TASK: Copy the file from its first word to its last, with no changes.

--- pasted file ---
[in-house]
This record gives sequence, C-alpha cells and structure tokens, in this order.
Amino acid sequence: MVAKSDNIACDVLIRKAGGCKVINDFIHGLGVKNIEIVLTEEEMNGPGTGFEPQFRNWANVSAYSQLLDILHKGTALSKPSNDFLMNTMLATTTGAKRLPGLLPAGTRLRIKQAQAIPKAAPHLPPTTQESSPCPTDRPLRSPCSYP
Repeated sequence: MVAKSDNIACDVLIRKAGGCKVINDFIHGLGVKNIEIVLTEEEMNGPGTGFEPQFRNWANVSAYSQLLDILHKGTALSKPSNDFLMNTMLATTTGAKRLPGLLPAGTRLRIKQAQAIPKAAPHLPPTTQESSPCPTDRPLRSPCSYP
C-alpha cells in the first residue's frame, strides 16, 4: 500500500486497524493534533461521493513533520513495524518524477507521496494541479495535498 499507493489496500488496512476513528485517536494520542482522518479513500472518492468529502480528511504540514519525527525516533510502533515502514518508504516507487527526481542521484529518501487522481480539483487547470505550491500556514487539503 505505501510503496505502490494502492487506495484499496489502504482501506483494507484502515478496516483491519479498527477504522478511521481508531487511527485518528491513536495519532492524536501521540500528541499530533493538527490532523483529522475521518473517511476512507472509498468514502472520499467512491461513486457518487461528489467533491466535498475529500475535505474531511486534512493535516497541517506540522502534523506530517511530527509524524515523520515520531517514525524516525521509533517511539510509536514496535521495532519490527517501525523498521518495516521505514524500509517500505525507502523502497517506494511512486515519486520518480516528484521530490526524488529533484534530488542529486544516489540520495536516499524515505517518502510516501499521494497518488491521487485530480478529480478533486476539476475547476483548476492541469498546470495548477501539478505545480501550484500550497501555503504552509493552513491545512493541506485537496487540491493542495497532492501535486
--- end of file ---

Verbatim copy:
[in-house]
This record gives sequence, C-alpha cells and structure tokens, in this order.
Amino acid sequence: MVAKSDNIACDVLIRKAGGCKVINDFIHGLGVKNIEIVLTEEEMNGPGTGFEPQFRNWANVSAYSQLLDILHKGTALSKPSNDFLMNTMLATTTGAKRLPGLLPAGTRLRIKQAQAIPKAAPHLPPTTQESSPCPTDRPLRSPCSYP
Repeated sequence: MVAKSDNIACDVLIRKAGGCKVINDFIHGLGVKNIEIVLTEEEMNGPGTGFEPQFRNWANVSAYSQLLDILHKGTALSKPSNDFLMNTMLATTTGAKRLPGLLPAGTRLRIKQAQAIPKAAPHLPPTTQESSPCPTDRPLRSPCSYP
C-alpha cells in the first residue's frame, strides 16, 4: 500500500486497524493534533461521493513533520513495524518524477507521496494541479495535498 499507493489496500488496512476513528485517536494520542482522518479513500472518492468529502480528511504540514519525527525516533510502533515502514518508504516507487527526481542521484529518501487522481480539483487547470505550491500556514487539503 505505501510503496505502490494502492487506495484499496489502504482501506483494507484502515478496516483491519479498527477504522478511521481508531487511527485518528491513536495519532492524536501521540500528541499530533493538527490532523483529522475521518473517511476512507472509498468514502472520499467512491461513486457518487461528489467533491466535498475529500475535505474531511486534512493535516497541517506540522502534523506530517511530527509524524515523520515520531517514525524516525521509533517511539510509536514496535521495532519490527517501525523498521518495516521505514524500509517500505525507502523502497517506494511512486515519486520518480516528484521530490526524488529533484534530488542529486544516489540520495536516499524515505517518502510516501499521494497518488491521487485530480478529480478533486476539476475547476483548476492541469498546470495548477501539478505545480501550484500550497501555503504552509493552513491545512493541506485537496487540491493542495497532492501535486